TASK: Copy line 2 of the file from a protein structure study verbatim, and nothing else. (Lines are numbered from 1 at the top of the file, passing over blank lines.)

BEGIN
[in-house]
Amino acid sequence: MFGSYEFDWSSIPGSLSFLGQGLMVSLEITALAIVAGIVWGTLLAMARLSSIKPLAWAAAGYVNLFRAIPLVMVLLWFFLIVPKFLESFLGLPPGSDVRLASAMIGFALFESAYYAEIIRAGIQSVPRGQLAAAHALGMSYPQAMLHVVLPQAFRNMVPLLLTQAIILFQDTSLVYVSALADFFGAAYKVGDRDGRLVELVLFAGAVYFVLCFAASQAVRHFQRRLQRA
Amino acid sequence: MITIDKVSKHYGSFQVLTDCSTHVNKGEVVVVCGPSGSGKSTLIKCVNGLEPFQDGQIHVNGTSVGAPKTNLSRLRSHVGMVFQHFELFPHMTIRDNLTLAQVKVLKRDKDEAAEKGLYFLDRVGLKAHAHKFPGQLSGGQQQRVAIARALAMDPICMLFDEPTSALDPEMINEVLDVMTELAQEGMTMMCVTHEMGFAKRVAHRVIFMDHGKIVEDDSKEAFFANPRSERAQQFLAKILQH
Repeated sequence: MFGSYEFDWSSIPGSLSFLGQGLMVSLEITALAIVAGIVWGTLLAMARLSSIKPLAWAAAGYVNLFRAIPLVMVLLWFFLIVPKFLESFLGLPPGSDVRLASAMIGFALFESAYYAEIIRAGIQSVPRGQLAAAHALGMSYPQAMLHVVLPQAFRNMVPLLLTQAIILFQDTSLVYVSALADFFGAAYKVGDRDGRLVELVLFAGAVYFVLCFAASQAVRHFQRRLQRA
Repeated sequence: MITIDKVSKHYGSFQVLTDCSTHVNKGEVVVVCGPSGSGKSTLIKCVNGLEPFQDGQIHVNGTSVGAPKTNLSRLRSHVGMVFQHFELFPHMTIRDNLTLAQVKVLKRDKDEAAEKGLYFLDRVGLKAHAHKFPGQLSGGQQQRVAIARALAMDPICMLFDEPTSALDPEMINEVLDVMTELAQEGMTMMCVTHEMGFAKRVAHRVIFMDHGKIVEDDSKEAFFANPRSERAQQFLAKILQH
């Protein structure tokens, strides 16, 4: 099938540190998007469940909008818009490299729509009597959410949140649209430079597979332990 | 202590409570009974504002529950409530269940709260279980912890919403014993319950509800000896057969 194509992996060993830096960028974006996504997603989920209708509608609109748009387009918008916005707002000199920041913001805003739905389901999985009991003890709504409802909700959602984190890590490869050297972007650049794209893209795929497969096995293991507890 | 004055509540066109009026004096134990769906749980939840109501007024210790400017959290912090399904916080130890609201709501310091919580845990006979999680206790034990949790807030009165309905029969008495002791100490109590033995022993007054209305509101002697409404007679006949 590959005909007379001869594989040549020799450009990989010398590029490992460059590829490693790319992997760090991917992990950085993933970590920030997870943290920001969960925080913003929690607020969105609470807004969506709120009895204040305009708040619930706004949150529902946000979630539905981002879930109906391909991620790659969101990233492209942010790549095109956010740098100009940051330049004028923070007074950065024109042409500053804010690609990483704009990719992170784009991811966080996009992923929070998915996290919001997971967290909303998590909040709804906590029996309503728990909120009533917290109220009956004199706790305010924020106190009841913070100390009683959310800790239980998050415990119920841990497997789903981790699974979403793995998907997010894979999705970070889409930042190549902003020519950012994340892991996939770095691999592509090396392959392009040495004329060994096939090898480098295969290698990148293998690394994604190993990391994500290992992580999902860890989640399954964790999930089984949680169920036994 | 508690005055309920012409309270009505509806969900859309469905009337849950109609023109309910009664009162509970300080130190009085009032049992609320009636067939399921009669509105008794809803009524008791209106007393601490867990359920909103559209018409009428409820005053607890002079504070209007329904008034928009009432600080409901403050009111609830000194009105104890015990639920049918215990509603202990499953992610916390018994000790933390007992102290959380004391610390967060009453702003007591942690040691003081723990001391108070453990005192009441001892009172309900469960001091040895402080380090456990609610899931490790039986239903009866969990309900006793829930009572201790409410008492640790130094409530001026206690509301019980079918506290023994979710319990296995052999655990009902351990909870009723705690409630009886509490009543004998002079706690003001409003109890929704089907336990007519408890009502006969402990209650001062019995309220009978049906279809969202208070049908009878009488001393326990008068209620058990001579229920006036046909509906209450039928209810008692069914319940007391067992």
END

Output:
Amino acid sequence: MFGSYEFDWSSIPGSLSFLGQGLMVSLEITALAIVAGIVWGTLLAMARLSSIKPLAWAAAGYVNLFRAIPLVMVLLWFFLIVPKFLESFLGLPPGSDVRLASAMIGFALFESAYYAEIIRAGIQSVPRGQLAAAHALGMSYPQAMLHVVLPQAFRNMVPLLLTQAIILFQDTSLVYVSALADFFGAAYKVGDRDGRLVELVLFAGAVYFVLCFAASQAVRHFQRRLQRA